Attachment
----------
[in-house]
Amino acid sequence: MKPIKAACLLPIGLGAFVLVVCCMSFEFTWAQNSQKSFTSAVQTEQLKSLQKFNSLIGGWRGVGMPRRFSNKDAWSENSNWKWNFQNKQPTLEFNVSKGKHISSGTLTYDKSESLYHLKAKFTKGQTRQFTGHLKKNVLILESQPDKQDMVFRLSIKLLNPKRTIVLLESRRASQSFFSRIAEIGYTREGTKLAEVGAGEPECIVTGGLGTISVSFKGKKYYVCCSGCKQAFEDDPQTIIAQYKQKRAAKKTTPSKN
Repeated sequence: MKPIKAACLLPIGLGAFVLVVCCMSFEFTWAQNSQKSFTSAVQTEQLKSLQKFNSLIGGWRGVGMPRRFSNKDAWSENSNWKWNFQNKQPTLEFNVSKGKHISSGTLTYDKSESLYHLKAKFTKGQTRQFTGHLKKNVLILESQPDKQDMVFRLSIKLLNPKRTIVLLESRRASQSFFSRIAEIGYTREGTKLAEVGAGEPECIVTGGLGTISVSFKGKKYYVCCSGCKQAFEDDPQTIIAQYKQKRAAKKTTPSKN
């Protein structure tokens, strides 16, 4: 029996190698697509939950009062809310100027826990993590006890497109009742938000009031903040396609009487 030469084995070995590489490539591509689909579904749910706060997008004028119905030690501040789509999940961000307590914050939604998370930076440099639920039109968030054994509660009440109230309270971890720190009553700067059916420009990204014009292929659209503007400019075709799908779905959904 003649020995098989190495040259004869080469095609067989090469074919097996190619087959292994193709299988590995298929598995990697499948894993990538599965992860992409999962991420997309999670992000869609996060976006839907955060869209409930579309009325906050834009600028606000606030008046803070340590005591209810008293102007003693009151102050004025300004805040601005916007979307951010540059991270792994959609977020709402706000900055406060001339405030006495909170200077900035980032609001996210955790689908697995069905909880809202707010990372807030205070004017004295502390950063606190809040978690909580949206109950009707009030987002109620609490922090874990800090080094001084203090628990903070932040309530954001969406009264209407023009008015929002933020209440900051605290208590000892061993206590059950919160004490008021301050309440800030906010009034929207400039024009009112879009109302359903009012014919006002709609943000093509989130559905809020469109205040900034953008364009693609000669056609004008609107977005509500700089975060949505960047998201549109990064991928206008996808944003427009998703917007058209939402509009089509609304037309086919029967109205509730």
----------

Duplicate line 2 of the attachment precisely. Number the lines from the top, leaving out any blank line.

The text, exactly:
Amino acid sequence: MKPIKAACLLPIGLGAFVLVVCCMSFEFTWAQNSQKSFTSAVQTEQLKSLQKFNSLIGGWRGVGMPRRFSNKDAWSENSNWKWNFQNKQPTLEFNVSKGKHISSGTLTYDKSESLYHLKAKFTKGQTRQFTGHLKKNVLILESQPDKQDMVFRLSIKLLNPKRTIVLLESRRASQSFFSRIAEIGYTREGTKLAEVGAGEPECIVTGGLGTISVSFKGKKYYVCCSGCKQAFEDDPQTIIAQYKQKRAAKKTTPSKN